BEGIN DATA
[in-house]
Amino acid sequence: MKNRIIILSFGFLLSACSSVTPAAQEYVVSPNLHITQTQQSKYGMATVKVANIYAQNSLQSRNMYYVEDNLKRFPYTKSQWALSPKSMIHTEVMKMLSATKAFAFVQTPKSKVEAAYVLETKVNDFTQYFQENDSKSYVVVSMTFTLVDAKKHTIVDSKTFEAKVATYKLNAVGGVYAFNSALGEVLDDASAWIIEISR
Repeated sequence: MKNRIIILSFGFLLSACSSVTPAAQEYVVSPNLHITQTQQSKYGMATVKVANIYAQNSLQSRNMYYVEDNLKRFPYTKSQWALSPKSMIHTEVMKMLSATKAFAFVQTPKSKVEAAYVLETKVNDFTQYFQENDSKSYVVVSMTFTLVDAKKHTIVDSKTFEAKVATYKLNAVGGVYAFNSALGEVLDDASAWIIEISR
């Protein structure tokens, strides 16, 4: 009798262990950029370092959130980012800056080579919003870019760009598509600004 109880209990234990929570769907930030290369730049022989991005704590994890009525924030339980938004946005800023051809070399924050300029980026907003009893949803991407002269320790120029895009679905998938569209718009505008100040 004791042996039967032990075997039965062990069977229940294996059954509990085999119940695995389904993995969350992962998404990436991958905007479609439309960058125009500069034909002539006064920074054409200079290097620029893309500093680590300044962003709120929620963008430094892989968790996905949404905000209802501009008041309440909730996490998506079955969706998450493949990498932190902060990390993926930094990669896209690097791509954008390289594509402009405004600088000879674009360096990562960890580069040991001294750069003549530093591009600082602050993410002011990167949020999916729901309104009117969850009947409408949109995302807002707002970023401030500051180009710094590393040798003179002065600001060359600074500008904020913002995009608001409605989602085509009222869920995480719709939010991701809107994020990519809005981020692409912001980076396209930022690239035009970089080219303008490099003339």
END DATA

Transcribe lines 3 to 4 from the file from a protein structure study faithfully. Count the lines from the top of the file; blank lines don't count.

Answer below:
Repeated sequence: MKNRIIILSFGFLLSACSSVTPAAQEYVVSPNLHITQTQQSKYGMATVKVANIYAQNSLQSRNMYYVEDNLKRFPYTKSQWALSPKSMIHTEVMKMLSATKAFAFVQTPKSKVEAAYVLETKVNDFTQYFQENDSKSYVVVSMTFTLVDAKKHTIVDSKTFEAKVATYKLNAVGGVYAFNSALGEVLDDASAWIIEISR
């Protein structure tokens, strides 16, 4: 009798262990950029370092959130980012800056080579919003870019760009598509600004 109880209990234990929570769907930030290369730049022989991005704590994890009525924030339980938004946005800023051809070399924050300029980026907003009893949803991407002269320790120029895009679905998938569209718009505008100040 004791042996039967032990075997039965062990069977229940294996059954509990085999119940695995389904993995969350992962998404990436991958905007479609439309960058125009500069034909002539006064920074054409200079290097620029893309500093680590300044962003709120929620963008430094892989968790996905949404905000209802501009008041309440909730996490998506079955969706998450493949990498932190902060990390993926930094990669896209690097791509954008390289594509402009405004600088000879674009360096990562960890580069040991001294750069003549530093591009600082602050993410002011990167949020999916729901309104009117969850009947409408949109995302807002707002970023401030500051180009710094590393040798003179002065600001060359600074500008904020913002995009608001409605989602085509009222869920995480719709939010991701809107994020990519809005981020692409912001980076396209930022690239035009970089080219303008490099003339």